Schools vs. free (rude) speech

What Right Do Schools Have to Discipline Students for What They Say Off Campus? No right at all, argues civil libertarian Wendy Kaminer  in The Atlantic.

Griffith Middle School in Indiana aims to transform “learners today” into “leaders tomorrow.” Leaders of which country, I wonder, after reading the Griffith Middle School Handbook. North Korea? The U.S. Constitution appears to have no standing in Griffith.

Students can be suspended or expelled for “innuendos.”  The ban on profanity, pornography or obscenity includes  “other inappropriate materials” and “using or writing derogatory written materials.”  This is “breathtakingly vague,” Kaminer writes. Griffith students may be expelled for “disrespect” toward staff or other students or for “disruptive behavior,” including “arguing.”

Idiotic rules like this are bound to be enforced idiotically, but the consequences for students are not amusing. Griffith Middle School is now being sued in federal court for expelling three 8th grade girls for engaging in a girlish exchange on Facebook that included jokes about classmates they’d like to kill. Their conversation, which lasted less than two hours, was conducted after school, on their own time and on their own computers.

The girls used “LOL” (laugh out loud), smiley faces and all caps to indicate sarcasm, writes Kaminer. They were joking. One of the allegedly threatened students said he didn’t feel threatened and knew the girls were joking. But someone’s mother complained. The girls were expelled for the rest of the school year for bullying, intimidation and harassment.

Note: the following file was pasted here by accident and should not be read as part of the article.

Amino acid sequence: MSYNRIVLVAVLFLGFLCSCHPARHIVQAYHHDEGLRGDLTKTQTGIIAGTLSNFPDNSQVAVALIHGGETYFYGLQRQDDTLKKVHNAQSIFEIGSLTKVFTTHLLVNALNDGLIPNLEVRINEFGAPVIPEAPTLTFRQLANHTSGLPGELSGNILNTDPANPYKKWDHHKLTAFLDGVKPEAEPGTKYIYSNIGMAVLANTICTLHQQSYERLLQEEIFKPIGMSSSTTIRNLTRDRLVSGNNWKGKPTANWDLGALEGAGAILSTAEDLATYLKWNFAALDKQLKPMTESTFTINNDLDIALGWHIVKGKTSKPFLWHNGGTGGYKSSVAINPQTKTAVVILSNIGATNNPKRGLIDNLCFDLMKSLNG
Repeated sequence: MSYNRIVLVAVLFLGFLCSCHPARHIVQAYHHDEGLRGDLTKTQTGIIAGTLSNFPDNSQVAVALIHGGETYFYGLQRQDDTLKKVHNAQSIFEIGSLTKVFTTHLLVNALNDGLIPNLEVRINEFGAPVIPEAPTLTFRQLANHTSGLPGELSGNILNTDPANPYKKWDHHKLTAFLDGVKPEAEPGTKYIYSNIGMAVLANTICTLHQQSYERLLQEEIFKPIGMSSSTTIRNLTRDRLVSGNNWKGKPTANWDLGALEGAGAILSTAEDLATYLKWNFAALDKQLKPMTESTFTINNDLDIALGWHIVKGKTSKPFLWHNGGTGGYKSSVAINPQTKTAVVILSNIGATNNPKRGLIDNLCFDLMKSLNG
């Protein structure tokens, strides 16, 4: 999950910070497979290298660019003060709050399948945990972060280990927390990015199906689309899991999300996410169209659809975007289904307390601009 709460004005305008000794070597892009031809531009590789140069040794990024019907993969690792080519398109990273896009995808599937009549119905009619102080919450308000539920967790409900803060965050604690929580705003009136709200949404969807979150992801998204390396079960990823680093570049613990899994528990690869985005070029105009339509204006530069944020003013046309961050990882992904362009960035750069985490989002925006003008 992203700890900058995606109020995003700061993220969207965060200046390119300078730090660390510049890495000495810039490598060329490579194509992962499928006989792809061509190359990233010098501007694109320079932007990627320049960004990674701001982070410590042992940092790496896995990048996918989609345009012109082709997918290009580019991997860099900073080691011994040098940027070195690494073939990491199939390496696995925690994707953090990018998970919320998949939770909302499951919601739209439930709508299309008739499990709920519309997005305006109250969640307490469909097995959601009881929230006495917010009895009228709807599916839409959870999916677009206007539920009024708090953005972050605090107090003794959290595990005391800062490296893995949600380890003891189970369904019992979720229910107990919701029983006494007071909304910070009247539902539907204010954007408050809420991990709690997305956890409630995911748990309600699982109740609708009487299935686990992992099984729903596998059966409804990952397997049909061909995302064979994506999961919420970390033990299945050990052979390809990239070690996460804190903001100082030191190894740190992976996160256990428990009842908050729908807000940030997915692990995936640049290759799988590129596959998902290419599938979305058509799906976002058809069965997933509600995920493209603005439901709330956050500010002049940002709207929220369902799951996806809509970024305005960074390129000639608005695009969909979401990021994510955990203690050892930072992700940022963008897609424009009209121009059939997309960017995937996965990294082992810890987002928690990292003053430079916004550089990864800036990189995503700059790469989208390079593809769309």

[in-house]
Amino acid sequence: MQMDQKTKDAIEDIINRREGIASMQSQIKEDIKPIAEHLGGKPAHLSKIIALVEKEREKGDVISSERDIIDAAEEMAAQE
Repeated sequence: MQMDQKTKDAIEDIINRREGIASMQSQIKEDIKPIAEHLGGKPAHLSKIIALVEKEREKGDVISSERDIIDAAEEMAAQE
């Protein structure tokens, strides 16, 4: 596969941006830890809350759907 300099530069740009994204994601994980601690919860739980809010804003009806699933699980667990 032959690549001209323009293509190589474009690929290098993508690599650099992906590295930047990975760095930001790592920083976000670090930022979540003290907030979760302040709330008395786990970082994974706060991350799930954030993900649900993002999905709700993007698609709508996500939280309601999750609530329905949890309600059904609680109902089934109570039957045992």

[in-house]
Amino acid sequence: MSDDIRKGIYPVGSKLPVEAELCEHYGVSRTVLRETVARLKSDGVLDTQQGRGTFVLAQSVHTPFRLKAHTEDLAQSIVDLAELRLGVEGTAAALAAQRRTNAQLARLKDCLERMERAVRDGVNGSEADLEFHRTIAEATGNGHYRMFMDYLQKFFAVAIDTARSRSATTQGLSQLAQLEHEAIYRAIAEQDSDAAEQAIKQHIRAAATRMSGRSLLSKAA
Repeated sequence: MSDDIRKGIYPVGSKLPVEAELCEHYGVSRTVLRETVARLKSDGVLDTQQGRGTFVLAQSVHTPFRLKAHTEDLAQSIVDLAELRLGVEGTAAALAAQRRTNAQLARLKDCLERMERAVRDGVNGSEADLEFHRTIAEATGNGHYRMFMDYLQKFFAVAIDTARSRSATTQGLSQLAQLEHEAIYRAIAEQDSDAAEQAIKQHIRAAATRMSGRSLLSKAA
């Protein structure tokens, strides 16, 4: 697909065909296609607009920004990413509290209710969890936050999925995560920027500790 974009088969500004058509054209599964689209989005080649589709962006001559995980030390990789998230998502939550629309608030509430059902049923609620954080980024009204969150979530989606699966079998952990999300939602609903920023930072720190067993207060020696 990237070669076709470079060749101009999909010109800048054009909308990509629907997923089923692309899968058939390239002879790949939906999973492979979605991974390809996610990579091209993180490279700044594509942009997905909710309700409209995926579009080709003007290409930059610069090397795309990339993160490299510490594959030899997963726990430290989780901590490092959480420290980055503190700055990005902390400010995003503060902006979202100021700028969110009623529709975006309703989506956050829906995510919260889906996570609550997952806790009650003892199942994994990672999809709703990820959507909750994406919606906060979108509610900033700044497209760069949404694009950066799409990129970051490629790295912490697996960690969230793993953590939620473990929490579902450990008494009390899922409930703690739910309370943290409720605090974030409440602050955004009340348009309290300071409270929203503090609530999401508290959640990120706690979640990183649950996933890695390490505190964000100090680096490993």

The students have a very strong First Amendment case — if the First Amendment retains any relevance in public schools. There’s no question that those of us not in actual or virtual custody of school authorities have the right to make jokes about killing each other. Student rights, however, are increasingly limited; anxiety about social media and hysteria about bullying or drug use have only been exacerbated by the post 9/11 authoritarianism that permeates our culture and our courts.

Has the campaign to end bullying — and the fear of school violence — gone too far?

A six-year-old boy in Colorado was suspended for sexual harassment for saying, “I’m sexy and I know it” to a girl standing next to him in the lunch line. The song is featured in a commercial for M&Ms.

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  1. I am definitely in favor of a code of conduct – but your examples do exemplify just how problematic it can be to establish and implement restrictions. If the last example – the example with the 6 year old boy – was a legitimate ground for suspension, then our classrooms would be empty.

  2. At least he knows how it feels to be bullied. Just in case.

  3. Zero tolerance = the last refuge for lazy school administrators.

  4. I don’t know. Sometimes a “girlish exchange” should be monitored. And anytime you have “jokes about classmates you’d like to kill?”…why wouldn’t the school look into that? It’s easy for bullies to throw out a post hoc “I was just joking around.” And it’s easy for the bullied to say, “oh, they were just joking.”

    If this girl hadn’t hanged herself, and instead suffered silently the bullies would be able to play the joke card. If the school had suspended or expelled them, they could have claimed in court that they were just messing around.

    I agree we can be hyper-sensitive, but we can’t continue to allow bullies a “just joking” defense.